Also known as Omali
, in the Kerasounta/Giresun
region, this dance is called Syrto, Karshilidiko Omal, Lakhana (after the name of the song, which means cabbage), Kerasountaiko or Kotsikton Omal. It is a 9/8 rhythm and bears no resemblance to what we usually call Syrto, which is usually either a 7/8 (kalamatiano) or 8/8 rhythm. In this case, the name most likely refers to the style, what we call dragging dances.
This is a dance of the Muslim Pomaks
of the Balkans.The first part is identical to the Greek Kalamatianos
.Time 7/8, slow quick quick (SQQ), 3 + 2 + 2
Kritiko Syrto means Syrto from Crete
. There are many variations to the dance; every village does it slightly differently. The choreography we use for performances has been developed for a specific piece of Cretan music
.The movements of the Cretan Syrtos are calm, sober, and gentle. They constitute the respite before the battle, the resting of the soul, and calming
of thoughts. The Syrtos is danced in a manner reminiscent of a religious ceremony that expresses the mystical aspects of life and death, passion and grief of the Cretan spirit.
Syrtos Dance From Rethymno
The popular Syrtos Haniotikos dance is danced to this song from the island of Crete. "The black clothes (of mourning) are as heavy as iron..."A religious dance where the dancer expresses himself with figures mostly on the ground rather than on the air. The region of Kissamos in Chania
is considered by musicians and dancers as the source of the dance. We observe at the field researches that syrtos (as well as all Cretan dances) presents many variations from province to province and of course from prefecture to prefecture in Crete, a fact that brings out the richness of the music and dance tradition of Crete, but also the intense local expression of Cretans in all the aspects of their lives. We have recorded this dance at Kastelli of Kissamos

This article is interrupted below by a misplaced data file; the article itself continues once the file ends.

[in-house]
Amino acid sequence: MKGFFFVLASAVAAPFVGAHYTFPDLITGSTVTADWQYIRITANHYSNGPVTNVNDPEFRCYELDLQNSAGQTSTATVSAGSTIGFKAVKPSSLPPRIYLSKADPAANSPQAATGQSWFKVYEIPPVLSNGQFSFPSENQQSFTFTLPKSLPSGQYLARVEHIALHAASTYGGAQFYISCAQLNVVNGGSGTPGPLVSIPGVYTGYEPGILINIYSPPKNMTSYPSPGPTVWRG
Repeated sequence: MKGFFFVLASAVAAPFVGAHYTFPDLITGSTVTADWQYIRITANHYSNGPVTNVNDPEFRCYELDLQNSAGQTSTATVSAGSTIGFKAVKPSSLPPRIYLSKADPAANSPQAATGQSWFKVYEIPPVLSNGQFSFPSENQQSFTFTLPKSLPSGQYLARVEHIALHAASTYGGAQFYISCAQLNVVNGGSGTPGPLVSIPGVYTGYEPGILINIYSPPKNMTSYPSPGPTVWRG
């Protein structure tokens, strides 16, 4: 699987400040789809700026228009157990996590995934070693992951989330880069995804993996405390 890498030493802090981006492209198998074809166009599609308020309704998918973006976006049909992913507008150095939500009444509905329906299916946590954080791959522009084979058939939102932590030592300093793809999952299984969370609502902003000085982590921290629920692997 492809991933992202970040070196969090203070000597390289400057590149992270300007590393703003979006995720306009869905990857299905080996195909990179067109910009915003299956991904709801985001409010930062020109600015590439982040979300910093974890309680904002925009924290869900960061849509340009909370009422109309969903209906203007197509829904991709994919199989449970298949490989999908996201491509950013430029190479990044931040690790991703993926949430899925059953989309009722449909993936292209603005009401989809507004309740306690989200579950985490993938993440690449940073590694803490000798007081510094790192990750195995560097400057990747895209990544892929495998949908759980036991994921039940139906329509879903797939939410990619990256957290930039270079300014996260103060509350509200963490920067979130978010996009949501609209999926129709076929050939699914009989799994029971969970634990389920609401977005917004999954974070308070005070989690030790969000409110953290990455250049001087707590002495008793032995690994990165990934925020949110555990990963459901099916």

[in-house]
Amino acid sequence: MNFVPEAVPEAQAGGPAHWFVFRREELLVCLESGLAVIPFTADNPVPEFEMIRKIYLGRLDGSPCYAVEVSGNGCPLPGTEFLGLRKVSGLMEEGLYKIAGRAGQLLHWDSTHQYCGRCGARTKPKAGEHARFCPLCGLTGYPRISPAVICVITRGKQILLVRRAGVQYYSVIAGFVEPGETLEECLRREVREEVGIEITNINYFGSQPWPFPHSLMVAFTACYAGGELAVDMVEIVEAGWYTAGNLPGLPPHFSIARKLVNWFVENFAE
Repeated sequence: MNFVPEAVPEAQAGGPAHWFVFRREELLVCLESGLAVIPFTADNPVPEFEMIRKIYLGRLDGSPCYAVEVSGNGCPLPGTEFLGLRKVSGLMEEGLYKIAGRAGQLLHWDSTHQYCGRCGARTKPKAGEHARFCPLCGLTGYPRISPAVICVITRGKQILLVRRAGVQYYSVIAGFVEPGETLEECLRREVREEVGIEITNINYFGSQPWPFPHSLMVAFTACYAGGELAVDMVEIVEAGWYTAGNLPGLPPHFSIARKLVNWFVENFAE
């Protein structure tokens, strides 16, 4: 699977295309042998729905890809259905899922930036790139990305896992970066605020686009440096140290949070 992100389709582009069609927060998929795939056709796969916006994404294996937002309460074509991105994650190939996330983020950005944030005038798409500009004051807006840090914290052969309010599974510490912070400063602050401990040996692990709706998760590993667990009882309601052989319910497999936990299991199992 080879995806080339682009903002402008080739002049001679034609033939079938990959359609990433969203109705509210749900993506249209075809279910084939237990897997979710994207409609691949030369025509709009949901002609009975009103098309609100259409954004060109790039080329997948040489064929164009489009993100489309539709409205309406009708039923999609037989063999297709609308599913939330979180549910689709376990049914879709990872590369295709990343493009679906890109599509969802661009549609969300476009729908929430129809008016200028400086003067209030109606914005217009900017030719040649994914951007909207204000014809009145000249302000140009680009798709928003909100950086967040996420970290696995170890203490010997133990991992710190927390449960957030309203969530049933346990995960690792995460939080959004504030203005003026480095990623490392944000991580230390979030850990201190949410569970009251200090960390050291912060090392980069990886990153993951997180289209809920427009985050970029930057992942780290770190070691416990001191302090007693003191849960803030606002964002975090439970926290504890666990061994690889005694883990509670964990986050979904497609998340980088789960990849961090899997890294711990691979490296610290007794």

Syrtos Tsirighetikos This dance originated in the city of Chania in western Crete and is thus known on Crete as Haniotikos.
This dance is from the island of Kefallinia in the Ionian Sea. Although most of the Greek islands originally were under the control of the Ottoman Turks, Kefallinia was ruled by the Venetians for several centuries. Thus this dance has a springy, almost Italian quality.
This dance is from a village in Macedonia called Pyleas. This is another dance Anna Efstathiou taught in February 1983. We call one of the variations "arm aloft," as dancers raise their arms rhythmically over their heads and back down again.
Syrtos Dance From Bornova (Bournovalio Sirto)
Ti Tha Yino Ego Me Sena/Bournovalio Syrtos
What am I to do with you Panayioti? You’ve stolen my heart and youth. For three years now you’ve enslaved me and you’ve
tormented me, but I’ve got your game now, you liar, and know that
you’ve no feelings for me. You come to my neighborhood to chat with me, and you come and go in my house and laugh behind everyone’s back.
But you must know that my mother will not be ashamed to tell you that you’re a liar and a scoundrel. You better leave before she sees you, and face it, she’ll kick you out, Panayioti. Then she’ll marry me off to someone else, and I’ll be freed from you Panayioti.
Syrtos Dance From Silivri(Silibrianos Sirtos)
Syrtos Pedina Horia
Syrtos Ikoniou(Syrtos Dance From Konya)
A syrtos dance from Lesbos
called Γεραγότικος (Geragotikos), also in Hijaz.
Syrtos Dance From Karaburun(Syrtos Karambourviotikos)
A couple's dance with steps and style characteristic of island dances, this Syrtos is from the island of Chios in Greece, near the Turkish coast.
Syrtos Dance from Symi
Syrtos Dance from Kalymnos
Syrtos Dance from Paros
Syrtos Dance from Rhodes
Syrtos Dance from Andros
Syrtos Dance from Skiros
Syrtos Dance from Skopelos
Syrtos Dance from Kithnos(Syrtos Kithnou)